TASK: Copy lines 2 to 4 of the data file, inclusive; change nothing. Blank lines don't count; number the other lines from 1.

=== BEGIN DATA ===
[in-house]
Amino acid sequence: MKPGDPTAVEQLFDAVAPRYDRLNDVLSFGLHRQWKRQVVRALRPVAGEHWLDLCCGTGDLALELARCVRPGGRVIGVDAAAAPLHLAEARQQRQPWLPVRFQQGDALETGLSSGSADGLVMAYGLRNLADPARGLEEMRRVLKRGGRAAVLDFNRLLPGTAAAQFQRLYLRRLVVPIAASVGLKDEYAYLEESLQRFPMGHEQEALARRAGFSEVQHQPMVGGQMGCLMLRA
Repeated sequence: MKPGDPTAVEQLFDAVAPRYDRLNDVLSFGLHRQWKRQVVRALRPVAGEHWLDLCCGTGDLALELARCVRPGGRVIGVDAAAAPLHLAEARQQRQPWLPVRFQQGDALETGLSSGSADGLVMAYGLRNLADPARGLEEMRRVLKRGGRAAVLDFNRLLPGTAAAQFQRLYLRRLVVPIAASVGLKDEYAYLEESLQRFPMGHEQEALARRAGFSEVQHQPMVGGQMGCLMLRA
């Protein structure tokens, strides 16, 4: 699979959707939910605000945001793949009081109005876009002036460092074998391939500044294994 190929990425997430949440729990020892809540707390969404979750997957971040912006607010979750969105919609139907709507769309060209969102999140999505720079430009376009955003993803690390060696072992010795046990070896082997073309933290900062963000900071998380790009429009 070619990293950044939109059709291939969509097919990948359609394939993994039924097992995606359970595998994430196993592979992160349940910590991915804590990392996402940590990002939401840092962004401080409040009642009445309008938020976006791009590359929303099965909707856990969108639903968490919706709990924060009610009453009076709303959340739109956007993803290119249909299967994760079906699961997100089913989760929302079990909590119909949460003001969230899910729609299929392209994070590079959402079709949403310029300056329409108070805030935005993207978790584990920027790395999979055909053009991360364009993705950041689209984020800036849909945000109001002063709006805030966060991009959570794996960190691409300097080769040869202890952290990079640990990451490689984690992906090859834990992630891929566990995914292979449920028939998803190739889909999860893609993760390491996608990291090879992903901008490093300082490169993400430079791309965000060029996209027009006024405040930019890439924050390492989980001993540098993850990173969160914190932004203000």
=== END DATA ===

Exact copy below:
Amino acid sequence: MKPGDPTAVEQLFDAVAPRYDRLNDVLSFGLHRQWKRQVVRALRPVAGEHWLDLCCGTGDLALELARCVRPGGRVIGVDAAAAPLHLAEARQQRQPWLPVRFQQGDALETGLSSGSADGLVMAYGLRNLADPARGLEEMRRVLKRGGRAAVLDFNRLLPGTAAAQFQRLYLRRLVVPIAASVGLKDEYAYLEESLQRFPMGHEQEALARRAGFSEVQHQPMVGGQMGCLMLRA
Repeated sequence: MKPGDPTAVEQLFDAVAPRYDRLNDVLSFGLHRQWKRQVVRALRPVAGEHWLDLCCGTGDLALELARCVRPGGRVIGVDAAAAPLHLAEARQQRQPWLPVRFQQGDALETGLSSGSADGLVMAYGLRNLADPARGLEEMRRVLKRGGRAAVLDFNRLLPGTAAAQFQRLYLRRLVVPIAASVGLKDEYAYLEESLQRFPMGHEQEALARRAGFSEVQHQPMVGGQMGCLMLRA
């Protein structure tokens, strides 16, 4: 699979959707939910605000945001793949009081109005876009002036460092074998391939500044294994 190929990425997430949440729990020892809540707390969404979750997957971040912006607010979750969105919609139907709507769309060209969102999140999505720079430009376009955003993803690390060696072992010795046990070896082997073309933290900062963000900071998380790009429009 070619990293950044939109059709291939969509097919990948359609394939993994039924097992995606359970595998994430196993592979992160349940910590991915804590990392996402940590990002939401840092962004401080409040009642009445309008938020976006791009590359929303099965909707856990969108639903968490919706709990924060009610009453009076709303959340739109956007993803290119249909299967994760079906699961997100089913989760929302079990909590119909949460003001969230899910729609299929392209994070590079959402079709949403310029300056329409108070805030935005993207978790584990920027790395999979055909053009991360364009993705950041689209984020800036849909945000109001002063709006805030966060991009959570794996960190691409300097080769040869202890952290990079640990990451490689984690992906090859834990992630891929566990995914292979449920028939998803190739889909999860893609993760390491996608990291090879992903901008490093300082490169993400430079791309965000060029996209027009006024405040930019890439924050390492989980001993540098993850990173969160914190932004203000």